A Community Labour party turns this culture of decline and indifference entirely on its head. The party becomes all about those who don’t attend meetings, not those that do. This is what the coronavirus crisis teaches us; doorstep by doorstep, road by road, block by block the help is there, the collective support organised, the message of solidarity shared. All this is made possible by the huge numbers involved, with no commitment too small to make an actual difference. Each offer of help is recognised, and valued, the scale of that offer determined by those giving it, not by some kind of one-size-fits-all version of party membership, which past experience indicates is a bad fit for just about everybody except those who designed it.
Labour membership often feels more akin to being in a supporters club than having become an integral part of a political movement. Maybe that’s what most who sign up want, a step further than putting a cross against Labour on the ballot paper, or for their favoured candidate in a leadership election, but not a lot more. Fair enough. But as nobody asks new members what they want, welcomes them in, we never know, and meanwhile those meetings go on getting smaller and smaller. We should have a systematic process of visiting new members, finding out what they’re looking to get out of the party; we should take the party to them rather than wait, impatiently, for them to come to the party. I suspect in the era before social media this was what was done, but social media, while an effective form of communication, is no kind of replacement for human interaction. Isn’t it rather strange that the last lot we’d ever think of canvassing is our own membership?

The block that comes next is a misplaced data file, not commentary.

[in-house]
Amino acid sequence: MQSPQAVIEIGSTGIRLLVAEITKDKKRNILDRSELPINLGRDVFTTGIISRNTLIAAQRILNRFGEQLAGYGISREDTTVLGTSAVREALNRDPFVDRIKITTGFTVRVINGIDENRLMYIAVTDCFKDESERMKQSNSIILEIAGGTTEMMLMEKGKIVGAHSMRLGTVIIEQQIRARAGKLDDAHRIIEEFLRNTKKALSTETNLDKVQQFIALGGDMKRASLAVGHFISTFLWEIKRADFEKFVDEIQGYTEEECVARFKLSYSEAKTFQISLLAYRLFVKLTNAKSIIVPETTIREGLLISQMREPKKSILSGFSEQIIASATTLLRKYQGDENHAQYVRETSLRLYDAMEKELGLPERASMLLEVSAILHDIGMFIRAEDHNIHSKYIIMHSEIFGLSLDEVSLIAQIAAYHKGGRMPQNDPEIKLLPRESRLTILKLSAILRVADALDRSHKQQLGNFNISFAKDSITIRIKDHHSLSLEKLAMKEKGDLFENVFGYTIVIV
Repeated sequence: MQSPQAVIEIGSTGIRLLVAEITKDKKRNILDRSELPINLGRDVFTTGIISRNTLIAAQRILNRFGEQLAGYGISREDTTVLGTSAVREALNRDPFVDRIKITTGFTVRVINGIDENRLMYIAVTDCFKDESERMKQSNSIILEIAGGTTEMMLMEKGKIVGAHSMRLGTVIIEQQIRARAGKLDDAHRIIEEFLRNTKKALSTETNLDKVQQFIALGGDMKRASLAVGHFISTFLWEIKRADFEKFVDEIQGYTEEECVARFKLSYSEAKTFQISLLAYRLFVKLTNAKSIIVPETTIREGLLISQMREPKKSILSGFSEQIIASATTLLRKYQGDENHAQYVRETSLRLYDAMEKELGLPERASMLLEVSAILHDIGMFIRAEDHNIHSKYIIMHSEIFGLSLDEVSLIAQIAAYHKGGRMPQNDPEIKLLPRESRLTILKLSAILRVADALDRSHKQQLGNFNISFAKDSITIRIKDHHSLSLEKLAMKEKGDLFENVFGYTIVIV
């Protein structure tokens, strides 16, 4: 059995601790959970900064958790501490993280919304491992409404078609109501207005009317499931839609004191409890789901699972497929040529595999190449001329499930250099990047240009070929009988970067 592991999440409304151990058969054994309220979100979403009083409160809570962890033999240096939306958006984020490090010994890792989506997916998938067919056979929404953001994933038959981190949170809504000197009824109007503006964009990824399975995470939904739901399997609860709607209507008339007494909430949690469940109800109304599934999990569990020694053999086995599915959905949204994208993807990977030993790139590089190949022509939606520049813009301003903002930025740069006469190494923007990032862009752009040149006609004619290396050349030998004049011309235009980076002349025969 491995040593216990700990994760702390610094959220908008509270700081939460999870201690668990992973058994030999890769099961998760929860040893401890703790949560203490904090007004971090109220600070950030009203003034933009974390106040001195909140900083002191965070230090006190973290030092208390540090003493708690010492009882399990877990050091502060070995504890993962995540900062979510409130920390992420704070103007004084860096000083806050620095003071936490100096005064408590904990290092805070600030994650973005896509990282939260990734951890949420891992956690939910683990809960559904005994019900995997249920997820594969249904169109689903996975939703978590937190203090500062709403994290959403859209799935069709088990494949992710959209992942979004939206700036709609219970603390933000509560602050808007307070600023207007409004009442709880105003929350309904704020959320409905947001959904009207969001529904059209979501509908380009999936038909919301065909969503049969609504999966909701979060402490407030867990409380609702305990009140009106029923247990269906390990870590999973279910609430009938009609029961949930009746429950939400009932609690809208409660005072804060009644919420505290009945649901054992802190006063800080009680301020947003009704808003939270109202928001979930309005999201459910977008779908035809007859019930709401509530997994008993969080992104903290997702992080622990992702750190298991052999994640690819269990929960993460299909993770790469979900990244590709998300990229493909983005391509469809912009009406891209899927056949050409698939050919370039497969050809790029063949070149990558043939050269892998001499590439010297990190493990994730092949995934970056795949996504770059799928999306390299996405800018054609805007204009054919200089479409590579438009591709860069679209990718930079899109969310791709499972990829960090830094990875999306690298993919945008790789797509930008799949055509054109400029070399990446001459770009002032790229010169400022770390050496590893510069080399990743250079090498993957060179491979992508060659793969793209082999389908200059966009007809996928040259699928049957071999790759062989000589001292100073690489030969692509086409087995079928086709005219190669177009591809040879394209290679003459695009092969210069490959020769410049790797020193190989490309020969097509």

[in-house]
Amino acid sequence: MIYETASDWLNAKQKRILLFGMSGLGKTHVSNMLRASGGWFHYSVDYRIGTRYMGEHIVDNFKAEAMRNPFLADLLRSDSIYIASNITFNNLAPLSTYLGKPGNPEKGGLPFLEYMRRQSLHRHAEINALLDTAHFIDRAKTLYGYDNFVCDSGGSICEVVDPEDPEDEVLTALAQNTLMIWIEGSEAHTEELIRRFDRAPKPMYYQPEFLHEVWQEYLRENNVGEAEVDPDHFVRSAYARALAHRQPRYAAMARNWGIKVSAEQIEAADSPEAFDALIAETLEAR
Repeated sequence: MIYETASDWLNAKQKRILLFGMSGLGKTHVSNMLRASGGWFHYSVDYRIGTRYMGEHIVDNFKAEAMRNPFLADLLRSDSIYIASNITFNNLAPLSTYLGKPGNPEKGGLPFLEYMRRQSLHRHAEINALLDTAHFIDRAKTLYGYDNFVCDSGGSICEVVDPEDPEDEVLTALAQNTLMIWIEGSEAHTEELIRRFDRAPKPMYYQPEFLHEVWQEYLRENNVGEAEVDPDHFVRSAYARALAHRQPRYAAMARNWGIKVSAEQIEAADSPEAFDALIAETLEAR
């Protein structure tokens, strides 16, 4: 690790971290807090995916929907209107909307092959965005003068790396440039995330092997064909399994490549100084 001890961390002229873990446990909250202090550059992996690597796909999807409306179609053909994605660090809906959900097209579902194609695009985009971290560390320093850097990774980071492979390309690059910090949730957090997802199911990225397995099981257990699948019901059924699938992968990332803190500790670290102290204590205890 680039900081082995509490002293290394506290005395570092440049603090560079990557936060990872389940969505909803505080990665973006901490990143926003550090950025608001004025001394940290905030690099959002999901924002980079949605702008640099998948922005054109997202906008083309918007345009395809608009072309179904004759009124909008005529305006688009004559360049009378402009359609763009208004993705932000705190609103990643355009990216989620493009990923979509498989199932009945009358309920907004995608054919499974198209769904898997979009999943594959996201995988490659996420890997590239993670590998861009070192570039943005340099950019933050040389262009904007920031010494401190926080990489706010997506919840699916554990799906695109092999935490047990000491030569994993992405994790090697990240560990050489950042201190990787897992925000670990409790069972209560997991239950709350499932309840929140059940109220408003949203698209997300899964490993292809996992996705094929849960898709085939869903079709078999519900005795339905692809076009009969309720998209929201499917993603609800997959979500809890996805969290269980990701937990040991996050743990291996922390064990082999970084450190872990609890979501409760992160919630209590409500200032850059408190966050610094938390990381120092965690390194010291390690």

But even if we accept the model of a supporters club, what any supporters organisation does is at least provide the community it gathers together with a vibrant identity. Identity is in large measure what membership of a political party provides. We vote for it, we’ve joined it, we’ve adopted its name as part of our selves. Labour has a really neat lapel badge, square, wordless, a fragment of the Labour rose. Stylish, yet discrete and unassuming, just what you wouldn’t expect a political party badge to be–it’s brilliant. Yet it is hardly promoted, tucked away on the party merchandising page. Why not issue them free when we join up, enabling us to wear that identity as we become the party?